Prominent Indian, Pakistani academics, former foreign services officers and retired armed forces personnel met in Lahore last week for a closed door dialogue on 'A Common Destiny', academics, the first of Aman ki Asha's series of discussions on issues of strategic importance. During the day-long deliberations, they agreed on the need for peace between the two countries, and the importance of a sustained dialogue to resolve bilateral issues including Jammu & Kashmir, terrorism, water-sharing, trade and investment.
- WATER: India and Pakistan face the common threats of climate change and global warming that are leading to a global water scarcity. At times of water scarcity, stress levels tend to rise. The Indus Waters Treaty of 1960, termed as a 'peace treaty', must be followed in letter and spirit.
- VISA: One of the most effective ways of reducing conflict is to allow people to meet. India and Pakistan must do away with visa restrictions including city specific visas, police reporting, the same entry-exit points, etc.
- TERRORISM: India and Pakistan face the common threat of extremism and terrorism. Participants urged both governments to take all steps to comprehensively defeat this menace. Dialogue between the two nations should continue and not be hostage to the actions of the terrorists/spoilers.
- INTELLIGENCE SHARING: To frustrate terrorist designs, there needs to be enhanced intelligence sharing between both countries. The intelligence agencies need to talk and agree on a code of conduct.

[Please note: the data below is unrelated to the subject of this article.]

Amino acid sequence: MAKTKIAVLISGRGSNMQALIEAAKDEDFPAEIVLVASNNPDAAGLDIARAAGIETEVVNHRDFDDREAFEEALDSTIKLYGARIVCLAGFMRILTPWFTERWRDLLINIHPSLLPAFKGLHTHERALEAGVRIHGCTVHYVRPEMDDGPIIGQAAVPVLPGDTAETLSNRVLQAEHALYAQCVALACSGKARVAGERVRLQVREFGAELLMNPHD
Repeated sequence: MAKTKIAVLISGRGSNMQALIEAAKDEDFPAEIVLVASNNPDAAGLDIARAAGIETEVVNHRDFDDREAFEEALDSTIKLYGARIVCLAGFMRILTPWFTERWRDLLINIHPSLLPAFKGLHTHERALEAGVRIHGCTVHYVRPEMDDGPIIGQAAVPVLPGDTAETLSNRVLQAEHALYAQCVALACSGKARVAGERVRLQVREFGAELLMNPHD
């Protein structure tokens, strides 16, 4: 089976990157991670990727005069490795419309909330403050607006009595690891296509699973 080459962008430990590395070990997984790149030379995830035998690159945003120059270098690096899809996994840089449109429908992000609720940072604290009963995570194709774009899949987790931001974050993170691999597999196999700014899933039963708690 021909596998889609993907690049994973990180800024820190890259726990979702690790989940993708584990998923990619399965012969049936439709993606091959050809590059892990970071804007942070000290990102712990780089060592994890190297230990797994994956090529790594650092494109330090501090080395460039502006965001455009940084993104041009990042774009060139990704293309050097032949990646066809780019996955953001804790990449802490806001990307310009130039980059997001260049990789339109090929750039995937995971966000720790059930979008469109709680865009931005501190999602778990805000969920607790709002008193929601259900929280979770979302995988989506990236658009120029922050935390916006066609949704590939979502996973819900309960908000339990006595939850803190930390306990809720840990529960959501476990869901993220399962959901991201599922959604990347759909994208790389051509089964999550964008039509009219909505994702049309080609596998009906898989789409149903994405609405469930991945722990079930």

- DEFENCE: Both countries must agree to renounce the use of force, overt or covert.
- TRADE AND INVESTMENT: South Asia forms a natural trade and economic regional block. Trade and investment develop sustainable interests and interdependencies between trading partners, creating a stake in each other's economic development and well-being.
To speed up the emergence of a South Asian free trade area, India and Pakistan should progressively reduce tariffs and non-tariff barriers to trade. This would be particularly valuable in the realm of textiles, as current restrictions effectively prevent Pakistan's exports from reaching the Indian domestic market.
Both countries should welcome investments in each other countries and facilitate inter- and intra-regional trade.
- INFORMATION: Enable the free flow of information between the two countries. The current bans on Indian news channels and publications in Pakistan and on Pakistani channels and publications in India must be lifted.
Lift the restriction on resident journalists in each other's countries - according to the current exchange protocol, only two journalists from India and Pakistan are allowed to work in the other country.
- YOUTH: More than half of our population is under 25 years old. A skilled, trained and well-educated South Asia has the potential to be the global knowledge hub. Investing in this population is essential to realise the potential of our demographic dividend.
- EDUCATION: Our education budgets need to be progressively increased to a level commensurate with the focus on education that this region needs. We must also ensure that history and other textbooks are objective, accurate and non-sectarian, and free of prejudice and bias.
We strongly support the South Asian University established by governments and call upon the governments to ensure that the University is accessible to all students in the region.